Just like modern medical procedures rely on anesthesia, dental procedures performed today would not be possible without dental anesthesia. The structures in and around your mouth, including the lips, cheek, gums, tongue, and teeth, contain many extremely sensitive nerves. Because of the fear of experiencing severe pain, some people delay or avoid going to the dentist.
You need not let the fear of pain during a dental procedure prevent you from visiting your dentist. The ability to provide comfortable dental care exists today due to the advances made in dental anesthesia. It all began many years ago with the discovery of novocaine, which was a significant step forward. But the types of dental anesthesia available today are far superior to those used years ago.
Types of Dental Anesthesia
There are many options available to dentists to ensure your comfort during dental procedures, including:
- Topical anesthetics. Benzocaine and lidocaine are the two most common topical anesthetics and are available as a gel, liquid, spray, and patch. A topical anesthetic is frequently applied before a dental injection to numb the gum area for more comfortable needle penetration. Dental hygienists also use it occasionally when there is a need to clean deep beneath the gums. Applying these anesthetics to the gum will not numb your tooth, which requires the use of an injectable local anesthetic.
- Local anesthesia. Most people know this as the “shot of novocaine” you receive at the dentist for most dental procedures. Novocaine is rarely the anesthetic delivered with the needle. The anesthetics used today are far more advanced than novacaine. There are a few important things for you to know about local anesthetics.
- There are two broad categories: those with and those without a vasoconstrictor known as epinephrine. This can be particularly important if you have heart or blood pressure issues. You must inform your dentist if you have either condition. The advantage of using a vasoconstrictor is that the anesthesia lasts longer and minimizes bleeding during surgical procedures. The disadvantage is that it can affect your heart.
- Some local dental anesthetics last much longer than others. It is possible with certain ones used today to experience numbness for eight hours or longer. Numbness for this length of time can be helpful for specific procedures. Still, it can also present a challenge until your normal feeling occurs. If you receive one of these anesthetics, it is crucial that you not chew on your tongue or cheek and cause an injury while the numbness persists.
- Your medical history is important to your dentist. Some people believe they are allergic to a particular local anesthetic because it caused their heart to race or felt sleepy after the injection. Your medical history may help determine if you are allergic or if the cause is another medical condition. If you suspect you have a drug allergy, you must discuss this with your dentist and get tested to confirm or rule out the allergy.
- Sedation. Completion of most dental procedures is possible using topical and local anesthetics. However, to alleviate anxiety and reduce pain, your dentist might use sedation also. The two most common methods of providing sedation are nitrous oxide inhalation (also known as “laughing gas) and orally in the form of a pill. The intravenous injection of certain drugs provides relief for more severe cases of anxiety.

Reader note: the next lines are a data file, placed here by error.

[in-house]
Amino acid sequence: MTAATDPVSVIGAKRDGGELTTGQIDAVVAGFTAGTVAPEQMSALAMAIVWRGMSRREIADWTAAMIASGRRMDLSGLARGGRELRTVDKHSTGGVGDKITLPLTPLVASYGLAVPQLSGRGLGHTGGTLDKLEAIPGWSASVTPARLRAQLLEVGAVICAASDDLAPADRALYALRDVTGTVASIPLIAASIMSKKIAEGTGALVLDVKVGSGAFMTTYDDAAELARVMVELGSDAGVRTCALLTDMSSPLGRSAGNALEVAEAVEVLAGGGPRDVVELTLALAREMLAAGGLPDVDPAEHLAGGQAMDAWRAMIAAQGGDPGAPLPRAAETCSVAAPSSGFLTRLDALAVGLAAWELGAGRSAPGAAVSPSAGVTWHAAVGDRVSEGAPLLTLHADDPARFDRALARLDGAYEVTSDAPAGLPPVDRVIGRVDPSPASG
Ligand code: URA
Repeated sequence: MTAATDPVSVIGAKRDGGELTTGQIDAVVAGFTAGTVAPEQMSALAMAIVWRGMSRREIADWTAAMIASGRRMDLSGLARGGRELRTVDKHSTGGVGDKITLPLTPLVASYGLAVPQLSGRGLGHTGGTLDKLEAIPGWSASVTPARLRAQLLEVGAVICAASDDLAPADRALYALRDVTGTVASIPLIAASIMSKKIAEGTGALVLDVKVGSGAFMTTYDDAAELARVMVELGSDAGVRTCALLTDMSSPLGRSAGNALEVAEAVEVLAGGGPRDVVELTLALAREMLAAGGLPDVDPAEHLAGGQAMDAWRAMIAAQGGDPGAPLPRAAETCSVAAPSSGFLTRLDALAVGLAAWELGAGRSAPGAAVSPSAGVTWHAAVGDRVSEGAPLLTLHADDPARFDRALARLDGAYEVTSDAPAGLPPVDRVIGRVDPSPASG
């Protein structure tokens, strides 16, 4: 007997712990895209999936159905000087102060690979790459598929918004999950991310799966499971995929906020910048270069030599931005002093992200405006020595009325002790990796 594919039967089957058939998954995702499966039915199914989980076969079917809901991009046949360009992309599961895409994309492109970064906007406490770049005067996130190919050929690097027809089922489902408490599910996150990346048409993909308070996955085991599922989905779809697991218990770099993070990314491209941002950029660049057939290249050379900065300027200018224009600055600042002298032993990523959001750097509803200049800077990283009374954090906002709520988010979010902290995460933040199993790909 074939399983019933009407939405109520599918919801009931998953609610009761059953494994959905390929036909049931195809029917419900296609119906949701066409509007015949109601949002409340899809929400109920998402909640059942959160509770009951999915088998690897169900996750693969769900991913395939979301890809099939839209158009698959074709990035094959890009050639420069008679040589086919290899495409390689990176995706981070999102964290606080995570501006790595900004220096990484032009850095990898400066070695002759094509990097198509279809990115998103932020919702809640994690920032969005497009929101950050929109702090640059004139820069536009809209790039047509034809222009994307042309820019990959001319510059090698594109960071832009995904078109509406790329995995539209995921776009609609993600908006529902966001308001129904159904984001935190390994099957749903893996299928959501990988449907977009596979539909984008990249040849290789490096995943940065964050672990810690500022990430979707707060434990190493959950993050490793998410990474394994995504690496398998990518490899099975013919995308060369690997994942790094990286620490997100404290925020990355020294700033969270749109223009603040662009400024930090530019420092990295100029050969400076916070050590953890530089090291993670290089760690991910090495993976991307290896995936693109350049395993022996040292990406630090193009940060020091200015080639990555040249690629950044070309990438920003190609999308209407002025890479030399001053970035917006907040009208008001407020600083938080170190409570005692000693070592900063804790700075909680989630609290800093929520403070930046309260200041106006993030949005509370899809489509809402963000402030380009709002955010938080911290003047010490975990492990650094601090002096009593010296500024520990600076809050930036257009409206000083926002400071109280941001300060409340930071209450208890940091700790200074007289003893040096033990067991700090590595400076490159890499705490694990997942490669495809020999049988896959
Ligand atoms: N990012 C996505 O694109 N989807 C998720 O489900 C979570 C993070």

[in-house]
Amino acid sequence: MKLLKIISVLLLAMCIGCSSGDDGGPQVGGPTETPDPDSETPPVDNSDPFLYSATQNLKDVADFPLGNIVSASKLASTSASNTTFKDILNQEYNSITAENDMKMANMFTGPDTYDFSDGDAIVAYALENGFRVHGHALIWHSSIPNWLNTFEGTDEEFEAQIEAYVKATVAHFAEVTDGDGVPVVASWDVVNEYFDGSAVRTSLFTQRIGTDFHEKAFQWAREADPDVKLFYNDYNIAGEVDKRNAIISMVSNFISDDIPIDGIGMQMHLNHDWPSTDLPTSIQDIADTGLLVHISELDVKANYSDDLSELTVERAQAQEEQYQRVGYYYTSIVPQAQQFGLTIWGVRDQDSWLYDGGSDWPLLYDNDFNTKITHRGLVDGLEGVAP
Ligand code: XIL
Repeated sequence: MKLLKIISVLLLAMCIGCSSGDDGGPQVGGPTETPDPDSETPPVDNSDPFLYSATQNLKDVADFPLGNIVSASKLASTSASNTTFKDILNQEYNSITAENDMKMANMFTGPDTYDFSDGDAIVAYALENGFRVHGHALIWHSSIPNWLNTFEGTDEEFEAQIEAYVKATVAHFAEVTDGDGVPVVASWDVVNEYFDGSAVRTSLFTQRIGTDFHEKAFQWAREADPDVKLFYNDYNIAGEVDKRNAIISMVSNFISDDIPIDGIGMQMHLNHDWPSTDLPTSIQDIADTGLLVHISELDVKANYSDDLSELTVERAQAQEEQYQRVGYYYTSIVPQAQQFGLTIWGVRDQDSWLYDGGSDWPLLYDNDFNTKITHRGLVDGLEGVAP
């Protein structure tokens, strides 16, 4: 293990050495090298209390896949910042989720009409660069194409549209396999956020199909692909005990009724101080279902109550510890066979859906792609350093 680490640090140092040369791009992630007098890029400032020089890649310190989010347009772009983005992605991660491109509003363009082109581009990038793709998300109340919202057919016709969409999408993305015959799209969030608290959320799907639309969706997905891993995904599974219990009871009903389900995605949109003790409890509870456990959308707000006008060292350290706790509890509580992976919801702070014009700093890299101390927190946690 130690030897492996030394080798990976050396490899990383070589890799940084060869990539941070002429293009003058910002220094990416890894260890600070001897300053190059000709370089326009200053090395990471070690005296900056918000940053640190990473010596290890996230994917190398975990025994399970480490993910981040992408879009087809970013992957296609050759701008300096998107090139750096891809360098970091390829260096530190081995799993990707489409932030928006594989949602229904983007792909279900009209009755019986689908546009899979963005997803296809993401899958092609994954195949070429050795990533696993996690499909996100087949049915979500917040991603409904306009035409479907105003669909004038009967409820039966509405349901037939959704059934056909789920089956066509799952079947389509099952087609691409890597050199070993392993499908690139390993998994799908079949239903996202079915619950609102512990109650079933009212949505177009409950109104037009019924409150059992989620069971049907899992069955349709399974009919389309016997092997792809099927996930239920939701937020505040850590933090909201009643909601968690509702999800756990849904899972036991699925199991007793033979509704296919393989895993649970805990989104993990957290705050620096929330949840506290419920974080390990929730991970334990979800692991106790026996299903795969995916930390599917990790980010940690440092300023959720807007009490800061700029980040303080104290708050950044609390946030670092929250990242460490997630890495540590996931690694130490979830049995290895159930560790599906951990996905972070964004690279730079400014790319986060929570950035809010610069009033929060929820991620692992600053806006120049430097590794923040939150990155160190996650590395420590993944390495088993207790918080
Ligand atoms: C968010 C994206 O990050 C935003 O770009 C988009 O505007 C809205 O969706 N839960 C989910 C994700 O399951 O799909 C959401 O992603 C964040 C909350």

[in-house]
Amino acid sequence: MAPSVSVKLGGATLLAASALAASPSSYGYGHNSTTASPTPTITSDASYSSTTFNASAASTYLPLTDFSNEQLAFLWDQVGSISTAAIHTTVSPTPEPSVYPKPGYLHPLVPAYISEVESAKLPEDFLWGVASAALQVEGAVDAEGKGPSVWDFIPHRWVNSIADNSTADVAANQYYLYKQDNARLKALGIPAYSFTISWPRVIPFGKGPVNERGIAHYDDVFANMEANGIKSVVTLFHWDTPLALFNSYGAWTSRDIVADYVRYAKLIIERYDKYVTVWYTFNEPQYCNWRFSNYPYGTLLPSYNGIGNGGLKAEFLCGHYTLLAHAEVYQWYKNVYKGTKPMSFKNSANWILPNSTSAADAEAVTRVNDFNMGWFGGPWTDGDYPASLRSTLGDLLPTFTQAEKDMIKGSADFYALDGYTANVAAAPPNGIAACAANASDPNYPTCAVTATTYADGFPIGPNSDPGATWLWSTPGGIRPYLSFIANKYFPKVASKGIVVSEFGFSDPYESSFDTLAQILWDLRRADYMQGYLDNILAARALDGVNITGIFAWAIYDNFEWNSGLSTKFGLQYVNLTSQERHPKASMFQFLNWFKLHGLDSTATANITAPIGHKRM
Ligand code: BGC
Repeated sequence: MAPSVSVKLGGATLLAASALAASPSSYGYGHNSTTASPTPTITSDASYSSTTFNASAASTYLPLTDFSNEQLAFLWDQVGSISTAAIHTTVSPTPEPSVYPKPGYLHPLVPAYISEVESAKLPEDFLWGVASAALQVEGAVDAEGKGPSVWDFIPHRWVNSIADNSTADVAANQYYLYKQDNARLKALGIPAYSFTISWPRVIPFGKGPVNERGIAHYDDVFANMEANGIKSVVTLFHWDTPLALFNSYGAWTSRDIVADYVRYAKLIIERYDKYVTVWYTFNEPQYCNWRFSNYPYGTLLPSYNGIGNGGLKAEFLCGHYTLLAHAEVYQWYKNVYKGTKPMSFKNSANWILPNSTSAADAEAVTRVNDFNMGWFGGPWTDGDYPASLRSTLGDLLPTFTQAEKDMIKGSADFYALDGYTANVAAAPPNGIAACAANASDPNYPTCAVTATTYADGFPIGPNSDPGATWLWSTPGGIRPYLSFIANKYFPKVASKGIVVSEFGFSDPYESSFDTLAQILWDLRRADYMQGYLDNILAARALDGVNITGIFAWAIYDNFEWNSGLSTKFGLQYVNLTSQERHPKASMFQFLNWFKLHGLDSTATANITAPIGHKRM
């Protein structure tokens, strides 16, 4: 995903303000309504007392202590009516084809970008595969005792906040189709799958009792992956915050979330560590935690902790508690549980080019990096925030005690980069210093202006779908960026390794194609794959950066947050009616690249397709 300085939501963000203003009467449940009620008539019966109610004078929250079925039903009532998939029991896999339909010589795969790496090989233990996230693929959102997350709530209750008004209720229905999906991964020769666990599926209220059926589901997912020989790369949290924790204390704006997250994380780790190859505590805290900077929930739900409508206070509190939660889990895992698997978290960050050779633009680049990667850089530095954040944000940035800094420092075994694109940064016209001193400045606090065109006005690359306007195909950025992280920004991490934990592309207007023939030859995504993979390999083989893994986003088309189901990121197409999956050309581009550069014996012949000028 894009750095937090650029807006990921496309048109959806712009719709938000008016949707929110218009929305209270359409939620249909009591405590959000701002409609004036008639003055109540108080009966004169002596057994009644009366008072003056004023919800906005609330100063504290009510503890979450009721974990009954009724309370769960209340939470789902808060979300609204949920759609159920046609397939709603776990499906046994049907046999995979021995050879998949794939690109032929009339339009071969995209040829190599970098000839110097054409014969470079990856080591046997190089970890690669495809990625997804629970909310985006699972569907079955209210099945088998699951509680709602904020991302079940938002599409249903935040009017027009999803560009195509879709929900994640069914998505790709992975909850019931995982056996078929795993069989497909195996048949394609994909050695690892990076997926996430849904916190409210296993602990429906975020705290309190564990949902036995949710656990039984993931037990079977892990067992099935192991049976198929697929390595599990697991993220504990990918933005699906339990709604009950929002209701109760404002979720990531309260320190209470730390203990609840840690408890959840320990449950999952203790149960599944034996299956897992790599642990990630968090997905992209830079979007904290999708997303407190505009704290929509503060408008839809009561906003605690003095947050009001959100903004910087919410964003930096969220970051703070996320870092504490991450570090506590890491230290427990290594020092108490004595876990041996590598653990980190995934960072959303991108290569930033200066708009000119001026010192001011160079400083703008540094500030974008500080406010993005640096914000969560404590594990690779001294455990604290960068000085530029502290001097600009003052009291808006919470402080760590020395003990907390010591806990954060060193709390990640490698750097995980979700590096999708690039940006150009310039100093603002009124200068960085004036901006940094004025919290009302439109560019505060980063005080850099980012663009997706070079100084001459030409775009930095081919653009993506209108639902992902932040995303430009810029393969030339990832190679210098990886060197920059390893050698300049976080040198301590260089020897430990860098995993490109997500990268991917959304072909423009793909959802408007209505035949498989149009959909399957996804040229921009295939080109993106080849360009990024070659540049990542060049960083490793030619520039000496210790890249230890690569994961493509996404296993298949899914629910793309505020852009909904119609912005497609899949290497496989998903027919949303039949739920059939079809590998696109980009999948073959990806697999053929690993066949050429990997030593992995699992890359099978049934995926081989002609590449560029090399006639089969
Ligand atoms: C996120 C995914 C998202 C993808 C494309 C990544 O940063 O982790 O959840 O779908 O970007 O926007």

- General anesthesia. The strongest form of dental anesthesia and involves the use of:
- Inhalation anesthesia
- Topical and local anesthetics
- Intravenous injection of drugs that put the patient asleep
Administering general anesthesia requires specialized training and comes with more risk to the patient.
Procedures Requiring Dental Anesthesia
No dental anesthesia is usually necessary for dental examinations and teeth cleaning. Most other procedures require the use of one or more types of dental anesthesia described above. These procedures include:
- Dental fillings
- Tooth extractionssuch as wisdom tooth removal
- Crowns and bridges
- Dental implants
- Gum surgery and deep periodontal cleaning
- Soft tissue biopsy
- Root canaltreatment
- Cosmetic dental procedures such as dental bonding
- Oral surgical procedures such as draining an oral infection
Side Effects of Dental Anesthesia
Dental anesthesia is safe and enables the delivery of many painless dental procedures. However, it is imperative that you inform your dentist of any past, or current medical conditions and medications received. Pregnancy, breastfeeding, receiving chemotherapy, taking anti-anxiety or heart medications are just a few of the significant medical conditions that might affect the use of dental anesthesia for your treatment.
Although it is rare, there are some potential side effects of dental anesthesia, including:
- A rapid heart rate that goes away in a few minutes.
- Rash or itching
- Pain or swelling at the injection site.
- Prolonged numbness
- A feeling of increased anxiety
Today’s superior oral hygiene products such as fluoridated toothpaste and mouth rinse, floss and interdental cleaners, and electric and ultrasonic toothbrushes can help you maintain optimal oral health, enabling you to avoid many dental procedures. But when you need dental treatment, you can be confident that your dentist will be able to provide comfortable care with the use of modern dental anesthesia.
--- By Dr. Steven I Received his Doctor of Dental Medicine (DMD) from the Medical College of Georgia before practicing general dentistry in the United States Navy. He then completed a residency in endodontics at the Medical College of Georgia.